Federal statutes such as the Americans with Disabilities Act, Fair Housing Act, Over the Air Reception Devices Rule, Freedom to Display the American Flag Act, Servicemembers Civil Relief Act  and Fair Debt Collection Practices Act all directly impact common interest community (CIC) governance.

Many of the aforementioned federal statutes have been passed and/or been updated in the past two decades and often supersede state statutes.

State CIC and nonprofit corporation statutes define the fundamental governance framework that allows for the existence of common interest communities.  Additional state statues govern specific property rights, collections and other bits and pieces that add to the pile. 

Earlier WA State CIC statutes (RCW 64.32 and RCW 64.38) are relatively lean compared to the 1990 Condominium Act (RCW 64.34) and the 2018 Uniform Common Interest Ownership Act (WUCIOA - RCW 64.90).  In addition to these statutes, the WA Nonprofit Corporation Act (RCW 24.03A) plays a role (for incorporated associations) in addition certain other state laws.

EXAMPLES: What's in my State Statues?

County and city ordinances and municipal codes are relatively narrow with regard to applicability to common interest communities, but their relevance should not be underestimated.

During the global COVID-19 pandemic, some counties like King located in WA State, took measures above and beyond state mandates for prophylactic measures (face covering requirements and more).  More generally, county and city ordinances govern aspects of modern life that we sometimes take for granted.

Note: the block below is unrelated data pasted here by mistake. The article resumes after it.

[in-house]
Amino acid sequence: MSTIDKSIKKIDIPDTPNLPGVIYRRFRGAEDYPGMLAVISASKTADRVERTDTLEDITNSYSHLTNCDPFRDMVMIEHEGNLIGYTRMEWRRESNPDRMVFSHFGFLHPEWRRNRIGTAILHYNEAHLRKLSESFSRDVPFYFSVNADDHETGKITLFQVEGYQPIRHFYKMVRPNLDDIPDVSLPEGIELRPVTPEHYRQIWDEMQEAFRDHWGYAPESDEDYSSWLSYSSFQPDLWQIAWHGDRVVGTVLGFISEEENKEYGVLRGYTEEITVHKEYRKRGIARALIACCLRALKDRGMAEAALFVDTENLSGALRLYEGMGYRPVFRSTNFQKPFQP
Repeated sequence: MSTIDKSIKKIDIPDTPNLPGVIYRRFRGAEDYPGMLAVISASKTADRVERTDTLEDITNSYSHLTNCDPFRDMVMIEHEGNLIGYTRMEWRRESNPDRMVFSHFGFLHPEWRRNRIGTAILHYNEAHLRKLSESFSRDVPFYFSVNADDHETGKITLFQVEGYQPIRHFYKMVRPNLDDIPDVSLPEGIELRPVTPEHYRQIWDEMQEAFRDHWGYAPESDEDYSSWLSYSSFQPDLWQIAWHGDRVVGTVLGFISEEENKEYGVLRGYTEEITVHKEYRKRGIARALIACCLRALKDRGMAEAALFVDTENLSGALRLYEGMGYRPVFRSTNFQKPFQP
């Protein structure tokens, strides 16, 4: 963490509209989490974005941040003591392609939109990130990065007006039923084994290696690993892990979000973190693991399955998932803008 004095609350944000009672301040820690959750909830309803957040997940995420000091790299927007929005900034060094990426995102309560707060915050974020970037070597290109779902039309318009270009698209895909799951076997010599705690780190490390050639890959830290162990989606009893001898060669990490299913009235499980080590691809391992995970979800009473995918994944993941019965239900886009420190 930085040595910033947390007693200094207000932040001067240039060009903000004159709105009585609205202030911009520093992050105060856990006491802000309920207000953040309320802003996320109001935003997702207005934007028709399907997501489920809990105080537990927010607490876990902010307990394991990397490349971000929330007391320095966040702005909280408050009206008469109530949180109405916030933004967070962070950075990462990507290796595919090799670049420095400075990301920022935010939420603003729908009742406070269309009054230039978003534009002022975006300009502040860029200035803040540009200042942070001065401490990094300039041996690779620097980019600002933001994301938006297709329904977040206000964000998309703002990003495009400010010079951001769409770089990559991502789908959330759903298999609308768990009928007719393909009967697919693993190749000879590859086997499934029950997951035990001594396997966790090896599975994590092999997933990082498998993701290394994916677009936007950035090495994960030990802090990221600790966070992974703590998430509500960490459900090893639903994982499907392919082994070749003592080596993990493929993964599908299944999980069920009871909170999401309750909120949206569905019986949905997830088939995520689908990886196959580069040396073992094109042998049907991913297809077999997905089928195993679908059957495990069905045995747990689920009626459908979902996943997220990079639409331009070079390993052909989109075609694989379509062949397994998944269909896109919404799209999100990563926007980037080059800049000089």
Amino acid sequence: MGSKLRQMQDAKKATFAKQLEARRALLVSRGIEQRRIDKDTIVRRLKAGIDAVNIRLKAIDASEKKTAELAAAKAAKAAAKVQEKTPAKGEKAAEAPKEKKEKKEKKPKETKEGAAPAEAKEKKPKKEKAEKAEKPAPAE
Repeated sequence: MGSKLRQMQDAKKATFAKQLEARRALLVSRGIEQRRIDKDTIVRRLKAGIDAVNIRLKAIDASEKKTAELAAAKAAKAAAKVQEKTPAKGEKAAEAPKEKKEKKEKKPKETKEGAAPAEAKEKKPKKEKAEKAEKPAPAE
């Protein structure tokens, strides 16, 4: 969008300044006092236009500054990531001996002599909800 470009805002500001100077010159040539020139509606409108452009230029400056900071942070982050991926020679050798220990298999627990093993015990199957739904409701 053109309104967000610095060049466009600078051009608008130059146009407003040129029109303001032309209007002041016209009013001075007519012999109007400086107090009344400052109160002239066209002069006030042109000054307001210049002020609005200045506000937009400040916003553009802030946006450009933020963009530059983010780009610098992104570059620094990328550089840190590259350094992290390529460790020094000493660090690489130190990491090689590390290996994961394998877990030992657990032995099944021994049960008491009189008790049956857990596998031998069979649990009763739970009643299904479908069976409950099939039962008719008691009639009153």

EXAMPLES: What's in my County and City Ordinances and Municipal Codes?

Statutory & Governing Documents Hierarchy.pdf



Recent Washington State LEGISLATION

--- 2022 ---

Concerning electric vehicle charging stations in common interest communities 

--- 2021 ---

Concerning nonprofit corporations.  [SECTION 5204 became effective July 1, 2022.]  CHANGE SUMMARY

Getting your owners to opt into electronic notice can be very helpful for a number of reasons.  LEARN MORE

Addressing foreclosure protections for homeowners in common interest communities.

Although not applicable to all types of common interest communities, this bill could establish a precedent directly impacting the ability to evict tenants unless there are four or more violations committed in a twelve month period.

While 99% of the WUCIOA statute applies only to communities formed after July 1, 2018 and to those that adopt it, RCW 64.90.525 (Budgets and Assessments) and RCW 64.90.545 (Reserve Study) retroactively apply to ALL Washington State CICs.  

N.B.  Failure to observe these requirements jeopardizes your annual budget ratification process!

WA State Statutes Infographic